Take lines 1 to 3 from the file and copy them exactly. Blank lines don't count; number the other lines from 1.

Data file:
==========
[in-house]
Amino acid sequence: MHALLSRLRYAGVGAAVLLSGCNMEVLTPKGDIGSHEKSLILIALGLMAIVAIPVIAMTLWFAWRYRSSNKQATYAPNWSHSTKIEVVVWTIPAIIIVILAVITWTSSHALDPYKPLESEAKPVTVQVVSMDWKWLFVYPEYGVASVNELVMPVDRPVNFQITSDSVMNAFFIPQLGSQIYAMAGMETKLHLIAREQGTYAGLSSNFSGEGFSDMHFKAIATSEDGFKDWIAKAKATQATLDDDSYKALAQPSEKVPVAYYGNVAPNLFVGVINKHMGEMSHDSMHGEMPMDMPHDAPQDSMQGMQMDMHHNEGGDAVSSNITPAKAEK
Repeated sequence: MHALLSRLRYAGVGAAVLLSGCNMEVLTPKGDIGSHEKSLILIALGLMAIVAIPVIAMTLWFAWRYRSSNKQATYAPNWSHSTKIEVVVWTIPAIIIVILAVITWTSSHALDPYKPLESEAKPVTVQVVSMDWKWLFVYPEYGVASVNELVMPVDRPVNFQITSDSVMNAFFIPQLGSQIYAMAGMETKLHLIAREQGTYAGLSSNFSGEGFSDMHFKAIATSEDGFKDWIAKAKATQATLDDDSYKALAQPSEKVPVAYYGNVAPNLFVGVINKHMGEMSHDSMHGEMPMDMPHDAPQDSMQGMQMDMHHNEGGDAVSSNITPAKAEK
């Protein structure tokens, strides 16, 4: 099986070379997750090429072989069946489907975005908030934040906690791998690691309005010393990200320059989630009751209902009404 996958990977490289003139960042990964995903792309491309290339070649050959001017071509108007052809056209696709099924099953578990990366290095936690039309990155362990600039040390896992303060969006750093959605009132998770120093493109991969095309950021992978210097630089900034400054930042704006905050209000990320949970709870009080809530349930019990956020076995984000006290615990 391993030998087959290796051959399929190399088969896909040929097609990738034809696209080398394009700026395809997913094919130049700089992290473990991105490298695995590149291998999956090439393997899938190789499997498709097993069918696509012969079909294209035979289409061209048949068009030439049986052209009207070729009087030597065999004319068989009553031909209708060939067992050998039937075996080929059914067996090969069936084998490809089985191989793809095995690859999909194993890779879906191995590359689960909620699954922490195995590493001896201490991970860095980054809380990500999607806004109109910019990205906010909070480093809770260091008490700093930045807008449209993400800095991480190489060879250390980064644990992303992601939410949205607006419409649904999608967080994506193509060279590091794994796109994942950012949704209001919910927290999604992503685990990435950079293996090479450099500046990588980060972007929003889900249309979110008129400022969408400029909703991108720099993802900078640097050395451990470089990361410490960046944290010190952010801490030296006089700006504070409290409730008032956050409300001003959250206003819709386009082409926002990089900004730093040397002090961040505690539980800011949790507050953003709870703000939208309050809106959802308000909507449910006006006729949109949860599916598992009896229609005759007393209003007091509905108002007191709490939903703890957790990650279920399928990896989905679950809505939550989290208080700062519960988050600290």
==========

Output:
[in-house]
Amino acid sequence: MHALLSRLRYAGVGAAVLLSGCNMEVLTPKGDIGSHEKSLILIALGLMAIVAIPVIAMTLWFAWRYRSSNKQATYAPNWSHSTKIEVVVWTIPAIIIVILAVITWTSSHALDPYKPLESEAKPVTVQVVSMDWKWLFVYPEYGVASVNELVMPVDRPVNFQITSDSVMNAFFIPQLGSQIYAMAGMETKLHLIAREQGTYAGLSSNFSGEGFSDMHFKAIATSEDGFKDWIAKAKATQATLDDDSYKALAQPSEKVPVAYYGNVAPNLFVGVINKHMGEMSHDSMHGEMPMDMPHDAPQDSMQGMQMDMHHNEGGDAVSSNITPAKAEK
Repeated sequence: MHALLSRLRYAGVGAAVLLSGCNMEVLTPKGDIGSHEKSLILIALGLMAIVAIPVIAMTLWFAWRYRSSNKQATYAPNWSHSTKIEVVVWTIPAIIIVILAVITWTSSHALDPYKPLESEAKPVTVQVVSMDWKWLFVYPEYGVASVNELVMPVDRPVNFQITSDSVMNAFFIPQLGSQIYAMAGMETKLHLIAREQGTYAGLSSNFSGEGFSDMHFKAIATSEDGFKDWIAKAKATQATLDDDSYKALAQPSEKVPVAYYGNVAPNLFVGVINKHMGEMSHDSMHGEMPMDMPHDAPQDSMQGMQMDMHHNEGGDAVSSNITPAKAEK